NAME: David Wildmann
The Philadelphia Inquirer, June 5, 1988, p. B12
Huntly Collins, Inquirer Staff Writer
David Wildmann, a promoter who introduced a generation of Philadelphia youths to local performances of punk rock and new-wave bands, died of cancer Thursday at Pennsylvania Hospital. He was 34.
Born in Trenton, Mr. Wildmann came to Philadelphia in 1972 to enroll at Temple University, from which he graduated cum laude with a bachelor's degree in nursing in 1977. But Mr. Wildmann worked only briefly as a nurse before launching a career as a nightclub manager and promoter of avant-garde and rock music. In 1977, he became general manager of the Rainbows Night Club at 1215 Walnut St., which reopened as the Kennel Club in 1983. The club was among the first in Philadelphia to incorporate all aspects of popular culture - video, live music, multimedia events, dancing and even barbecues, which were held on the club's outdoor deck. Under Mr. Wildmann's management, the club also helped raise money for various political causes, ranging from voter registration to gay rights.
An innovator with a passion for sharing new music with young people, Mr. Wildmann promoted shows for youths under age 21 to hear such punk and new-wave bands as Husker Du and X in performances at the Elks Center at 16th and Fitzwater Streets in South Philadelphia. "He was a fan of the music himself," recalled Carol Schutzbank, a local promoter who worked with Mr. Wildmann. 'He wasn't just promoting shows, he was bringing the music he loved to the people who cared most about it." Under Pennsylvania's liquor laws, young people under the age of 21 could not be on the premises of an establishment that sold alcohol. The law had the effect of excluding youths from rock performances at most nightclubs - a problem Mr. Wildmann solved with the shows he promoted at the Elks Center, where alcohol was not served.
When the Kennel Club was sold in 1986, Mr. Wildmann became an independent promoter. That year, he brought Fela, a Nigerian singer who had been jailed in his native country for his political views, to Philadelphia for a packed concert at the Trocadero.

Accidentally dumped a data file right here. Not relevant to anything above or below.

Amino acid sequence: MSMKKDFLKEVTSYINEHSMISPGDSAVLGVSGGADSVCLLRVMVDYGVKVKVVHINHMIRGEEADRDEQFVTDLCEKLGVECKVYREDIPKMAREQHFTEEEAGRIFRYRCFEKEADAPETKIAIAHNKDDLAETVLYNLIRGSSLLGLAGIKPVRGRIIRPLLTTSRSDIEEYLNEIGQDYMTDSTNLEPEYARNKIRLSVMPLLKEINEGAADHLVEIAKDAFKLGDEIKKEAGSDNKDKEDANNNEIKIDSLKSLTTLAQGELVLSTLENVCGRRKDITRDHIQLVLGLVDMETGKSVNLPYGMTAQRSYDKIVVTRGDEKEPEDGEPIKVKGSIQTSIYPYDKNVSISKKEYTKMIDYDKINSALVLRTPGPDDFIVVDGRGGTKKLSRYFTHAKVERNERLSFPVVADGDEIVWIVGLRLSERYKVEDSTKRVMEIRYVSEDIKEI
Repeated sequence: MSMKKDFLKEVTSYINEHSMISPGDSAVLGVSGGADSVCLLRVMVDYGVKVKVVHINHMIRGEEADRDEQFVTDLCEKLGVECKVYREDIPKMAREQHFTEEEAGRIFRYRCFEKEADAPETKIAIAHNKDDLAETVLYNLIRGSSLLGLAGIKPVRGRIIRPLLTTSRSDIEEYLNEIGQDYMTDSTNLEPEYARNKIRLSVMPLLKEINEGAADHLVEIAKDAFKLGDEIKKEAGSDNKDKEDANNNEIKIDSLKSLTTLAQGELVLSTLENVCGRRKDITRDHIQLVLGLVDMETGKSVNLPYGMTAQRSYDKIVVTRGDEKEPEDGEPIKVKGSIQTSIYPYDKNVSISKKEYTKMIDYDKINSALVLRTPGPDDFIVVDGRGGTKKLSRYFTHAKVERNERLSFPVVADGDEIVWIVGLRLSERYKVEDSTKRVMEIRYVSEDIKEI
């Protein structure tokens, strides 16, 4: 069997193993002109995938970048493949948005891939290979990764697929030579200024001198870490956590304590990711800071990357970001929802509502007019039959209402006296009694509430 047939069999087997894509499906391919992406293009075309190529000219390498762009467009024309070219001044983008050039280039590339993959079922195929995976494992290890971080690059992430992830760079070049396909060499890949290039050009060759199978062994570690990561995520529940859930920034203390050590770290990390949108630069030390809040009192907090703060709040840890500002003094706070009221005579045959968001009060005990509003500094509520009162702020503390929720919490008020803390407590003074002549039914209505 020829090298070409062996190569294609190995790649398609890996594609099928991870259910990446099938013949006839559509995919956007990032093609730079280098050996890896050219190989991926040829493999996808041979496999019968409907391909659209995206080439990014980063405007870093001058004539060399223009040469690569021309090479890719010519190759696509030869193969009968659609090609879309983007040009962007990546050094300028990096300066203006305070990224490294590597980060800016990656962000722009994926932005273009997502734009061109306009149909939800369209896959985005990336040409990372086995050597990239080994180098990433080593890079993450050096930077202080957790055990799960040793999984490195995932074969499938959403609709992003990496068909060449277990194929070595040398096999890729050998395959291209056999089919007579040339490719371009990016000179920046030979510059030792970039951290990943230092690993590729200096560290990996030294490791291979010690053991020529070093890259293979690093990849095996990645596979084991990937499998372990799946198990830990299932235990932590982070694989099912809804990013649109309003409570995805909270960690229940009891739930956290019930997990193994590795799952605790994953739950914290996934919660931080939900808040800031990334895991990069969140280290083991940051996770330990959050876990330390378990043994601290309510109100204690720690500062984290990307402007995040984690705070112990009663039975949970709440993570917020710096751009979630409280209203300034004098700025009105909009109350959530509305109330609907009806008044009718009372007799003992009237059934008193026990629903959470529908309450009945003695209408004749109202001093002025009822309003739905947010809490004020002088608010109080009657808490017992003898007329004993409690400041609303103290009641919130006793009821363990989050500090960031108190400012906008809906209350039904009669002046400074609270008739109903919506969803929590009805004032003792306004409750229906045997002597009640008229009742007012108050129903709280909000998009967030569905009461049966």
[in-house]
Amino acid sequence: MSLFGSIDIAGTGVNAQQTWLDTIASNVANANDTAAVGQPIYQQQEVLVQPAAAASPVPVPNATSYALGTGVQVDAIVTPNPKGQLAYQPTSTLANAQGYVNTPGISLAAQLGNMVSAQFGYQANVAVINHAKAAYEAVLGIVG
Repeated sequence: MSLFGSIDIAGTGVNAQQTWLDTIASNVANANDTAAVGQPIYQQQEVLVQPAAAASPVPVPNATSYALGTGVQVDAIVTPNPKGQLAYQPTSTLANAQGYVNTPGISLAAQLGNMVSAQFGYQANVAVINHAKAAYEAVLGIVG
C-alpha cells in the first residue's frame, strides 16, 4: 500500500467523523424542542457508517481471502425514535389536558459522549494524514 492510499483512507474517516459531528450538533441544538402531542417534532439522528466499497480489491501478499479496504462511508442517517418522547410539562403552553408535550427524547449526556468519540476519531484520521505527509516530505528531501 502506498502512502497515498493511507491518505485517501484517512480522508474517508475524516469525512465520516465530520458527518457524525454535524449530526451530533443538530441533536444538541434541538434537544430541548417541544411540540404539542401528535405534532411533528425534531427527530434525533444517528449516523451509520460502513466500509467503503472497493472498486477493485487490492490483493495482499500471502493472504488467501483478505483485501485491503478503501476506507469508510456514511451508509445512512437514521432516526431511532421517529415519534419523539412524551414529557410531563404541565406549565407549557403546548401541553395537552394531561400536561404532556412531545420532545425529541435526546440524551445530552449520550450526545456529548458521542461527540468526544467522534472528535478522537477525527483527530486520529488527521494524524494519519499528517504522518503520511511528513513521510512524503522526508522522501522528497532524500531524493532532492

Mr. Wildmann founded Raw Ltd., a Philadelphia promotion-and-management company that featured bands such as Sonic Youth and Exodus and that also managed The Dead Milkmen. In 1986, his record company, Meta Meta Records, released Ruin's album, Fiat Lux, which went on to receive critical acclaim. A disc jockey and video coordinator at Philadelphia's Memphis and Revival nightclubs, Mr. Wildmannalso worked as a reporter for several trade publications including Billboard Magazine and Rockpool.
"You are looking at a man who maybe slept two hours a night," recalled Schutzbank. "But he liked to have a good time. No matter how bad something got, he was always able to take the worst and make it good." Chip Marcoccia, who worked with Mr. Wildmann to create the Kennel Club, described his former colleague as "Mr. Organization" who was "king of legal pads" because of his penchant for keeping lists. But he said Mr. Wildmann also had a flair for the outrageous - from putting blue dye in his hair to opening what he called the Whitney Museum Biennial Video Expedition at the Kennel Club. "He loved entertainment and he loved music," Marcoccia recalled.
Survivors include his parents, Arthur Wildmann and Claire Trojan; a brother, Kurt; and a sister, Lynn Traynor.
A private memorial service was held Friday in Trenton. A public memorial service is to be scheduled in Philadelphia. Memorial contributions may be sent to the Philadelphia Community Health Alternative, P.O. Box 53429, Philadelphia, Pa., 19105.
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Date of Birth: 4/20/1954
Date of Death: 6/2/1988
Age at Death: 34
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